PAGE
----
The missing Nicobar pigeon

A California zoo is appealing for the public’s help after two endangered birds were stolen from their cages.

The Fresno Chaffee Zoo said security footage showed a person cutting through locks and escaping with the pair stuffed in a duffle bag.

The birds both appear on a list that identifies species at high risk of global extinction.

The alleged bird bandit made off with a lesser sulphur-crested cockatoo and a Nicobar pigeon, the zoo said.

The International Union for Conservation of Nature Red List of Threatened Species classifies the lesser sulphur-crested cockatoo as “critically endangered” – its third highest category of concern – and lists the Nicobar pigeon as “near threatened”.

The stolen birds are elderly long-term residents of the zoo and were taken from the Australian Asian Aviary before the facility opened on Sunday morning.

“Our bird zookeepers and entire team are deeply concerned for the safety of both of these animals,” said the zoo’s general curator Lyn Meyers, in a statement.

Public's help sought after rare birds stolen from California zoo
The missing Lesser Sulphur Crested Cockatoo

Adding that both birds require special treatment because of their advanced age – 27 and 32 – she added: “We do not know the condition of either bird and we hope to get them back quickly so that our veterinary team can examine them and continue the care they require.”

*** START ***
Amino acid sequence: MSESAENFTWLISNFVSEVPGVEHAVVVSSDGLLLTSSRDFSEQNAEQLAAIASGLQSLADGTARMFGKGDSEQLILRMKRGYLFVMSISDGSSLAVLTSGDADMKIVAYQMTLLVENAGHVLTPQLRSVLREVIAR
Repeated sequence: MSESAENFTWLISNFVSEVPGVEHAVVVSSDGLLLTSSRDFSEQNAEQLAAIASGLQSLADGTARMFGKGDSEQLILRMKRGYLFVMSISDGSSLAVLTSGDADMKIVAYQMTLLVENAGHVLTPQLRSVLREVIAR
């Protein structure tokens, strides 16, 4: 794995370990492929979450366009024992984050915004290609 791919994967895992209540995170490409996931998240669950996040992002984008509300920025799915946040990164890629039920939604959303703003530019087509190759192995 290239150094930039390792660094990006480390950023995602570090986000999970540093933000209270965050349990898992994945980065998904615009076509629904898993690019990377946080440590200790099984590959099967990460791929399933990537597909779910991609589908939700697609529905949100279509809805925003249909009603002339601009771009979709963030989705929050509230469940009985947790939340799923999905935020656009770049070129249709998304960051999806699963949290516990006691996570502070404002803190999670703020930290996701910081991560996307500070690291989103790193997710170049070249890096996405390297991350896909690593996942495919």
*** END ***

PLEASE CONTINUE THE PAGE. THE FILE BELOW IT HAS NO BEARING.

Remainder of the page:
Fresno Police Lt Tim Tietjen, who is investigating the robbery, told CBS in Fresno that the culprit was wearing all black clothing and a mask, and jumped over a fence to access the enclosure.

Amos Morris, Deputy Director of the Fresno Chaffee Zoo, said: “It’s a violation like you would be violated if somebody broke into your home, and our team here are heartbroken over these animals.”

The zoo has also made veterinary hospitals and pet stores in California aware of the missing animals, which investigators say they are confident will be found and returned.

Public's help sought after rare birds stolen from California zoo
Security footage shows the alleged thief on zoo grounds

In a Facebook message, the zoo appealed to locals to provide any information that might facilitate the birds’ safe return to the zoo.

One possible motivation for the bird-napping is that both species can be legally owned as part of the pet trade, said Mr Morris.

Exotic animals are frequently stolen from zoos around the world and endangered species can be sold for tens of thousands of dollars on the black market.

Last month, an ex-zoo worker was caught selling two Humboldt penguins he stole from a Cumbria zoo.